The margherita pizza, queen of pizzas with its tomatoes, cheese and basil that recalls the green white red tricolor of Italy. It is the simplest of pizzas but also the definitive proof that demonstrates all the know-how of a pizza maker. Because that’s where the quality of the dough and that of the oven are made, the two most delicate points in the art of pizza. If Giuseppe “Peppe” Cutraro, former chef of Big Mamma, won nothing less than the world pizza championship in 2019 thanks to a creation now marketed in each of his three Parisian addresses (one of which is considered the best in Europe) with the name of World Champion (yellow cherry tomatoes, raw ham, provolone cheese, buffalo mozzarella, toasted toasted almonds and organic fig jam), it returns with pleasure to its basics. And he shares his secrets with you.
In the beginning was fire
There is no pizza without fire, that’s for sure. But not everyone is lucky enough to have a pizza oven at home capable of reaching 400 or 500°C. Not bad for “Peppe” Cutraro. He just raises the temperature of his oven to 375°C. And for those who have an oven that does not exceed 250°C? “Just place a baking stone in the center of the heat-storing grate, place your pizza on it, then double or even triple the cooking time. »
Peppe recommends first cooking the tomato-covered pasta in a convection oven for five minutes. Then cover with cheese and basil for another five minutes on the grill. The operation will have lasted ten minutes instead of the two sufficient in a professional oven. But that’s how the amateur could have gotten away with it. And you can still bring back a pizza bought at the supermarket and enjoy it at home, “provided you reheat it in a preheated oven at 250°C”, insists “Peppe”. There’s nothing worse for him than a lukewarm, even cold, pizza that tastes like cardboard.
The dough from which pizzas are made
Most of the pizza is in the dough and “Peppe” takes care to hydrate it a lot “so that its water level remains at 70%,” he points out. That is, she constantly moistens it throughout the manufacturing process. “I do and never answer the phone during that time. This is what gives it its freshness and lightness. “Peppe” says he uses a blend of three flours, without specifying exactly which ones except that they are “as low in protein or gluten as possible”.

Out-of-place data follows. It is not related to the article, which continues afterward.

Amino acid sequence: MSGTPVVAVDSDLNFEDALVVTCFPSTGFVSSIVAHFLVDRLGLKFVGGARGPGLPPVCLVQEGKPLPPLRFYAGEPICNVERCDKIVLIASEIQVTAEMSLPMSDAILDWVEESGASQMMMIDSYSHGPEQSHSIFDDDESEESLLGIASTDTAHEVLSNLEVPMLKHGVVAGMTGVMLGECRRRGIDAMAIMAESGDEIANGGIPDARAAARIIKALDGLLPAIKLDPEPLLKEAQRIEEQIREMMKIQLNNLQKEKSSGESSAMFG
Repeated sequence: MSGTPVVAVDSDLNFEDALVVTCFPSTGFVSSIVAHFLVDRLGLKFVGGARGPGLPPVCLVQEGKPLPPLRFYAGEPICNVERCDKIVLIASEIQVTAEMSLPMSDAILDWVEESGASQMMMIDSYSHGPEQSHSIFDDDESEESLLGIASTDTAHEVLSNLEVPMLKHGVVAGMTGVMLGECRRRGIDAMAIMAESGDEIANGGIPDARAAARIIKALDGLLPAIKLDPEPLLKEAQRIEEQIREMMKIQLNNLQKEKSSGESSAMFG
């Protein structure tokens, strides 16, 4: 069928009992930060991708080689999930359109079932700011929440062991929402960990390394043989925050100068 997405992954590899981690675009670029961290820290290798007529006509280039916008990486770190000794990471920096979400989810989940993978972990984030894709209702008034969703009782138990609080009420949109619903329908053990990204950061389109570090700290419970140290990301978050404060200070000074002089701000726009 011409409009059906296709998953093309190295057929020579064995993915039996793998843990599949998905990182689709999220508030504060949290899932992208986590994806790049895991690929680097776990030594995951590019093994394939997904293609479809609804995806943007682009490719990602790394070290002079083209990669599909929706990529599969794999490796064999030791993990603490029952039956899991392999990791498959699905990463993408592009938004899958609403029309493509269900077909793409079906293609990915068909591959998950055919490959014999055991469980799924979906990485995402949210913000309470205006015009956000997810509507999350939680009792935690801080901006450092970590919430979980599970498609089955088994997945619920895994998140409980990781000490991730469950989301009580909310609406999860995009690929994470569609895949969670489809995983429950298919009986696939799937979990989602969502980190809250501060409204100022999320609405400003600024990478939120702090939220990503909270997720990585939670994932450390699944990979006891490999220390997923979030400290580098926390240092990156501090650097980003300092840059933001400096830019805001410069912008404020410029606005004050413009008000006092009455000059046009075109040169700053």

In his book Neapolitan pizzas, published in full confinement by Marabout, the world champion details two recipes, even the simplest of which is quite complicated: for eight 300g doughs, pour 1kg of flour into a large bowl and crumble 2g of fresh yeast ( or 0 0.8 g of dry yeast) in it. Add 435ml of water and start kneading. After 10 minutes, add 27 g of fine salt, then 7 g of sugar and gradually 235 ml of water. Finally add 10 g of olive oil. Knead more and more energetically until you get a smooth and homogeneous dough. Leave to rest for 10 minutes. Place the ball of dough on the work surface and make slight folds. Leave to rest for another 30 minutes under a damp cloth. Divide the dough into 300 g balls and roll each ball on itself. Let them rest for 6 to 8 hours, at room temperature, in a container tightly closed with transparent film. “After that, your pizzas will be ready to garnish and bake,” he wrote.
The quality of the ingredients
However, it’s the ingredients that make the difference. And it is, of course, appropriate to choose them in season. Except the tomato, which can come out of a can. If “Peppe” prefers San Marzano, he recommends pressing it by hand, in order to keep the fibers intact and not let it oxidize. For the cheese, the former chef of Big Mamma recommends a first mixture of pecorino and Parmesan, before adding strips of previously drained “fior di latte” mozzarella “to avoid the risk of wetting the pizza during cooking”.
Another drizzle of oil adds dynamite to all of this and finally a little basil, of which the world champion lays a few leaves before cooking, and others as soon as they come out of the oven. The first for the fragrance, the second for the taste. Cut the pizza like him with scissors, take the parts between your fingers. And bon appetit!